The above photo was on Twitter and I liked it. There has been a brouhaha these last few weeks over the sensitivity of college aged youth and their tolerance levels. I've watched this thing unfold, with different articles coming out, different opinions on social media...and I've been thinking.
The National Review published an article titled:
Campus Commotions Show We’re Raising Fragile Kids
It seems like every week there’s a new horror story of political correctness run amok at some college campus. A warning not to wear culturally insensitive Halloween costumes sparked an imbroglio at Yale, which went viral over the weekend. A lecturer asked in an e-mail, “Is there no room anymore for a child to be a little bit obnoxious . . . a little bit inappropriate or provocative or, yes, offensive?” Students went ballistic. When an administrator (who is the lecturer’s spouse) defended free speech, some students wanted his head. One student wrote in a Yale Herald op-ed (now taken down): “He doesn’t get it. And I don’t want to debate. I want to talk about my pain.”Their pain. Their pain is king. 'All I want to do is talk about meeeee.' There is a new movement afoot on colleges to allow students to 'opt-out' of an assignment if it is too sensitive for them to handle and causes too much pain.
Some colleges are now instituting a 'trigger warning' that some material may be sensitive for students who have experienced trauma. In the article below, notice some of the listed content that may trigger a warning: "colonialism". Depictions of colonialism are deemed sensitive material, enough so that students are warned about it prior, so they can opt out? In my day material covering colonialism was called "history." [Ed. Note: in the following article the professor quoted is this author's sister].
Warning: This education might trigger trauma. Are we coddling college students?
A “trigger warning” informs readers who have experienced trauma — be it war or sexual assault — that content in an article or book may “trigger” them and cause them to re-experience that trauma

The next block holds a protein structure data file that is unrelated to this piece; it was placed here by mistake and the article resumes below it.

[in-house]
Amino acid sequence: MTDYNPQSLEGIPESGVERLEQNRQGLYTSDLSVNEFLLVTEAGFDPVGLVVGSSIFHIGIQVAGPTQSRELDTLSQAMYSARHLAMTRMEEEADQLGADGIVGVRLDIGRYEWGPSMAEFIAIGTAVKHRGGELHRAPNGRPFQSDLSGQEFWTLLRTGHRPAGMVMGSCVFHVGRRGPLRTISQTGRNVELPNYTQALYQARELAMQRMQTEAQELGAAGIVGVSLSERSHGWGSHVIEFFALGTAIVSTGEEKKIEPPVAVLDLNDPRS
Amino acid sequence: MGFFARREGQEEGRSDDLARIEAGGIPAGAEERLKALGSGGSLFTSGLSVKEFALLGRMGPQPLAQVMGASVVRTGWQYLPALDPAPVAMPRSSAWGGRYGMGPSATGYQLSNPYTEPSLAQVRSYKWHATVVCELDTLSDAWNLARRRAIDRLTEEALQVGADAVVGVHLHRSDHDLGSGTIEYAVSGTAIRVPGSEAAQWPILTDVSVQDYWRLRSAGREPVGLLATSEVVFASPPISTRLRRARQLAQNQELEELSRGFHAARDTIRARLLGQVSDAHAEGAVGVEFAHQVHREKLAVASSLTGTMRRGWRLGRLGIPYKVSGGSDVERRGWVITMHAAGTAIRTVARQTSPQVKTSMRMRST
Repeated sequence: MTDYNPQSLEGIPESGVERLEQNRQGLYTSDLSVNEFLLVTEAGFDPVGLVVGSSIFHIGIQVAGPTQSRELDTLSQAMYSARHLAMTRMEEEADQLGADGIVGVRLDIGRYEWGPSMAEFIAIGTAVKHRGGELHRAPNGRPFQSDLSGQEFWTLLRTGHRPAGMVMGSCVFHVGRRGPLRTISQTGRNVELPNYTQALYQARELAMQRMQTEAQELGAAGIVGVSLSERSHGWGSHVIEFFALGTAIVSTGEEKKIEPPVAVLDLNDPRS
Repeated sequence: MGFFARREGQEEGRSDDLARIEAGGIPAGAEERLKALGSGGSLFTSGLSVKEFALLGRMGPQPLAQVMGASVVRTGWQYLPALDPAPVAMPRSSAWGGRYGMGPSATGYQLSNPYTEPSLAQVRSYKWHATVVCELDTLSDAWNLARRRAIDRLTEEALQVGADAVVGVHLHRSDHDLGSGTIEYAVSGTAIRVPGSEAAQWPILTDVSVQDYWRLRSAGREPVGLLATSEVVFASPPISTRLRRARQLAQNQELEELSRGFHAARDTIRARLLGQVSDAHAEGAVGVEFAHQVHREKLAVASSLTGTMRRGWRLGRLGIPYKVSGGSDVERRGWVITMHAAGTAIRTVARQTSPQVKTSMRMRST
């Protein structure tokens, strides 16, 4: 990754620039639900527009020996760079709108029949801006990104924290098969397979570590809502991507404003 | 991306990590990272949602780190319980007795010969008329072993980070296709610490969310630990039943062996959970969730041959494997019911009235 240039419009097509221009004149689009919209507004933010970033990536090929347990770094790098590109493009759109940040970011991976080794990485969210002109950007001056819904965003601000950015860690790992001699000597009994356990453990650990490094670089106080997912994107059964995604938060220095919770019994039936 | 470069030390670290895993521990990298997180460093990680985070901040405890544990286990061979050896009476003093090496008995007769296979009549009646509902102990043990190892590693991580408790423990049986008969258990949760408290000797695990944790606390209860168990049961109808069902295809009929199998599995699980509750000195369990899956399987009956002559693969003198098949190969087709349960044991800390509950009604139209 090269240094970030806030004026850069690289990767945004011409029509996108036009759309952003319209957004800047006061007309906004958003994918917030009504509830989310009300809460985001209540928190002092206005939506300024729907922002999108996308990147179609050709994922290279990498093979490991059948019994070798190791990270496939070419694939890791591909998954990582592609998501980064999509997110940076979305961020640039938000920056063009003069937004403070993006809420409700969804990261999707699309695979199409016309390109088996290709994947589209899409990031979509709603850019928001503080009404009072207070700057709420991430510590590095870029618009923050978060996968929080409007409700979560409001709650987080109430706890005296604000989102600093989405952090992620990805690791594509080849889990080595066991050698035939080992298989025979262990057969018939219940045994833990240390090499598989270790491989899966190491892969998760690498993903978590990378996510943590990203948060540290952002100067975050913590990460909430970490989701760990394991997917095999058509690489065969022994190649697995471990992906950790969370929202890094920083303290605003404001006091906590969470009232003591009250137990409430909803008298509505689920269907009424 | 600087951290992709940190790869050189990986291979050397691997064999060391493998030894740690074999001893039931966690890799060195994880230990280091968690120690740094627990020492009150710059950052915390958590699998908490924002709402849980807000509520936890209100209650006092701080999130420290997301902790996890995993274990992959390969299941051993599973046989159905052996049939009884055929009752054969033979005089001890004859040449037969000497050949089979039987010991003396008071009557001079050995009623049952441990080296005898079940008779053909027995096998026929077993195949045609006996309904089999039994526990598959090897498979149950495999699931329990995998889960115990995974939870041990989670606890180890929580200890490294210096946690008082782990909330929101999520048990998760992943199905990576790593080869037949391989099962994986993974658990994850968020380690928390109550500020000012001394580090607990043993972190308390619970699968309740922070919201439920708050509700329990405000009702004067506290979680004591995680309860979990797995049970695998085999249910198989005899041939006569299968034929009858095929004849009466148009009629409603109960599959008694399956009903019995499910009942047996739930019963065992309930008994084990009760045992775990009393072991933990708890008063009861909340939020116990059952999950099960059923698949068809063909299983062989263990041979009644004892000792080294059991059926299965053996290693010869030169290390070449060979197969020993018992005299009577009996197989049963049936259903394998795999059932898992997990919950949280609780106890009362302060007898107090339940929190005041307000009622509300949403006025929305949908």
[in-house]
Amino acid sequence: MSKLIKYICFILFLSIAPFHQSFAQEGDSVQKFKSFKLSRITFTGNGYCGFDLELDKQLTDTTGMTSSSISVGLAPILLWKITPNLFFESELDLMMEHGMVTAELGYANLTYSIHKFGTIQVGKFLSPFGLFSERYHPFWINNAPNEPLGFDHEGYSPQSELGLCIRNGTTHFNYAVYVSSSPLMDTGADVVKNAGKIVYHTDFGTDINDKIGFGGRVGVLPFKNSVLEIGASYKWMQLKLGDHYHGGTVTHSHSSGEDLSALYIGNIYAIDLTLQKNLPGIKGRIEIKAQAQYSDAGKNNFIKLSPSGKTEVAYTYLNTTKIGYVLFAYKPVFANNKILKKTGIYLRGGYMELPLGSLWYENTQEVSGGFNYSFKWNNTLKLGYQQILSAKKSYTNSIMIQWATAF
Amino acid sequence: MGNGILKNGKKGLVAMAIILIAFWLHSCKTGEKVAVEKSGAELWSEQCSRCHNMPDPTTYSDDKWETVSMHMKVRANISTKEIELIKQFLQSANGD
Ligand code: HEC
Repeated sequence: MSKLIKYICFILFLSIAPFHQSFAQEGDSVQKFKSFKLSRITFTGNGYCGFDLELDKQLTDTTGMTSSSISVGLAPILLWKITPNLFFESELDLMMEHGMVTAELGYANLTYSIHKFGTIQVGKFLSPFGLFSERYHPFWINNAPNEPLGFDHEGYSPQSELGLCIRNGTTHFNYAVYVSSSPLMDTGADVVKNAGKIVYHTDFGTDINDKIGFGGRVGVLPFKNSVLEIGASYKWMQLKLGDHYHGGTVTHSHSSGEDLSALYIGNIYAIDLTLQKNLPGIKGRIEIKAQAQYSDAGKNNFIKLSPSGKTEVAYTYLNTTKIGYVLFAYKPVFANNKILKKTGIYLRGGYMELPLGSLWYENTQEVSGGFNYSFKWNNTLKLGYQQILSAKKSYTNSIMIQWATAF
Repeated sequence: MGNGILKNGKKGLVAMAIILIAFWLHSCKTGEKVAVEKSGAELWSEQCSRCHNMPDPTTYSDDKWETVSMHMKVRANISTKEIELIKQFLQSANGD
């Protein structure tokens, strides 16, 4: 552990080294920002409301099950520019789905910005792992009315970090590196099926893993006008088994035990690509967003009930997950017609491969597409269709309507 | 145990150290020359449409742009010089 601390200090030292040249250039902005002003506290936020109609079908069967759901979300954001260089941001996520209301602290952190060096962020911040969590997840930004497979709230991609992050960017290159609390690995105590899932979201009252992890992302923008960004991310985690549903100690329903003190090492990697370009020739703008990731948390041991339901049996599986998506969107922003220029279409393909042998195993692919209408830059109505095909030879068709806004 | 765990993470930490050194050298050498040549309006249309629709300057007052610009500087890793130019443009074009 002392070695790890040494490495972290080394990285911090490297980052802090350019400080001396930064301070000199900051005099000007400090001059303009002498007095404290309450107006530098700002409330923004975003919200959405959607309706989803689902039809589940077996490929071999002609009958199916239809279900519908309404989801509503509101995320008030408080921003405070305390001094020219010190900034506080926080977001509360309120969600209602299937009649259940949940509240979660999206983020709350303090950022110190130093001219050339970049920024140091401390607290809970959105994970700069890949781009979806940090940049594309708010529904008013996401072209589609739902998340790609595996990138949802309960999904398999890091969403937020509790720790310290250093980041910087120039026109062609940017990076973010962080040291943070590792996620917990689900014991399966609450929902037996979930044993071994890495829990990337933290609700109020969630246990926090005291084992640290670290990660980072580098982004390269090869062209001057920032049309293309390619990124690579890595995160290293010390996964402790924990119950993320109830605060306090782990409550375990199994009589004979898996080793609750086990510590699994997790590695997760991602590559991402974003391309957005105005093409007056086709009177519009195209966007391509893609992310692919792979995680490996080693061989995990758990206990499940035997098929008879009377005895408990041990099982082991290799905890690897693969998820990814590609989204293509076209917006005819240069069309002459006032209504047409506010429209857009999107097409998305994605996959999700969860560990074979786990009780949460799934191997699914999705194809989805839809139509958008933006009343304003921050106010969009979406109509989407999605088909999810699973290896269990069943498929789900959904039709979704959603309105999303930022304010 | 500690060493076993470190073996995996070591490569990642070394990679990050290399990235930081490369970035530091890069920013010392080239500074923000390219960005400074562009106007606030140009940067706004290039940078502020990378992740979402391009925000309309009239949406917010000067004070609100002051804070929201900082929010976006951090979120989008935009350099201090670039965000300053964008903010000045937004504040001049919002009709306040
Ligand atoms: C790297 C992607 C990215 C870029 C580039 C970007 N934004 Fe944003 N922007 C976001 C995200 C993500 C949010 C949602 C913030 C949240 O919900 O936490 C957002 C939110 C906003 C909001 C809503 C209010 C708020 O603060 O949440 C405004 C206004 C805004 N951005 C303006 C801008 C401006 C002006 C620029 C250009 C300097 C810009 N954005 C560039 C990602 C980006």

That doesn’t sound too threatening, but a September article in the The Atlantic magazine argues the use of these content advisories, taken to the extreme on college campuses, effectively “coddles” students by shielding them from ideas and words they may find unpleasant. Oberlin College in Ohio, for example, had recommended that professors include an advisory when assigning Chinua Achebe’s “Things Fall Apart” because students may be triggered by its depictions of “racism, colonialism, religious persecution, violence [and] suicide.”Todd Friel has some information about the coddling of America in this 7 minute video.
I was amused by a viral video of a mom of a school-aged student ranting about the elementary school car rider line. Some parents who choose to drive their children to school rather than put them on the bus are also choosing to be a traffic hazard and endanger others so that they can drop off their children at the closest door rather than have their child walk an extra 50 feet. Then I was reminded of the documentary called On the Way To School, where children in four different countries are chronicled getting to school and overcoming hazards way worse than walking an extra 50 after being personally driven by mommy- like avoiding being eaten by lions, or pushing your brother in a wheelchair over dirt and miry clay 10 miles, or walking up and down whole MOUNTAIN RANGES. The documentary shows kids from South America, India, Africa and Morocco walking to school in extreme conditions- just for the privilege of being educated.